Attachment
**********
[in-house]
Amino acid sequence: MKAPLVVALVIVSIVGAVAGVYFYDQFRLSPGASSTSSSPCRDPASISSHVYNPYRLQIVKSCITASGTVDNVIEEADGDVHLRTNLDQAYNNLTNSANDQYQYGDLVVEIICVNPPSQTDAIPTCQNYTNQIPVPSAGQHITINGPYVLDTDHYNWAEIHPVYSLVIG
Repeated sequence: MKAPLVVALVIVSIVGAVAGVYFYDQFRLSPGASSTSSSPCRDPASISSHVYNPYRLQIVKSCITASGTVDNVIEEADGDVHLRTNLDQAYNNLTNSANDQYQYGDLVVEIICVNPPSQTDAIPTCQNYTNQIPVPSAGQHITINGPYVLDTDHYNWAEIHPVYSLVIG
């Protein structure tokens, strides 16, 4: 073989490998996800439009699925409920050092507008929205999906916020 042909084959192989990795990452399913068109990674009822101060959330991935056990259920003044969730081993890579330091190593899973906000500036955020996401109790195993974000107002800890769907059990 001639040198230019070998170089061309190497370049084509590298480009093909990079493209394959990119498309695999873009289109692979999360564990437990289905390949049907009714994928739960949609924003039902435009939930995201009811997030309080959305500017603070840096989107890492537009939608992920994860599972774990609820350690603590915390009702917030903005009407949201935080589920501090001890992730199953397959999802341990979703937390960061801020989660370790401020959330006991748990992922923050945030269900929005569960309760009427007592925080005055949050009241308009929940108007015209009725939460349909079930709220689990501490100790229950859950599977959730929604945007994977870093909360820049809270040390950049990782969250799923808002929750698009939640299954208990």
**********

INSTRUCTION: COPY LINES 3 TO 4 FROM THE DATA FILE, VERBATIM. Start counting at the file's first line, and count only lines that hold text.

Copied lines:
Repeated sequence: MKAPLVVALVIVSIVGAVAGVYFYDQFRLSPGASSTSSSPCRDPASISSHVYNPYRLQIVKSCITASGTVDNVIEEADGDVHLRTNLDQAYNNLTNSANDQYQYGDLVVEIICVNPPSQTDAIPTCQNYTNQIPVPSAGQHITINGPYVLDTDHYNWAEIHPVYSLVIG
């Protein structure tokens, strides 16, 4: 073989490998996800439009699925409920050092507008929205999906916020 042909084959192989990795990452399913068109990674009822101060959330991935056990259920003044969730081993890579330091190593899973906000500036955020996401109790195993974000107002800890769907059990 001639040198230019070998170089061309190497370049084509590298480009093909990079493209394959990119498309695999873009289109692979999360564990437990289905390949049907009714994928739960949609924003039902435009939930995201009811997030309080959305500017603070840096989107890492537009939608992920994860599972774990609820350690603590915390009702917030903005009407949201935080589920501090001890992730199953397959999802341990979703937390960061801020989660370790401020959330006991748990992922923050945030269900929005569960309760009427007592925080005055949050009241308009929940108007015209009725939460349909079930709220689990501490100790229950859950599977959730929604945007994977870093909360820049809270040390950049990782969250799923808002929750698009939640299954208990």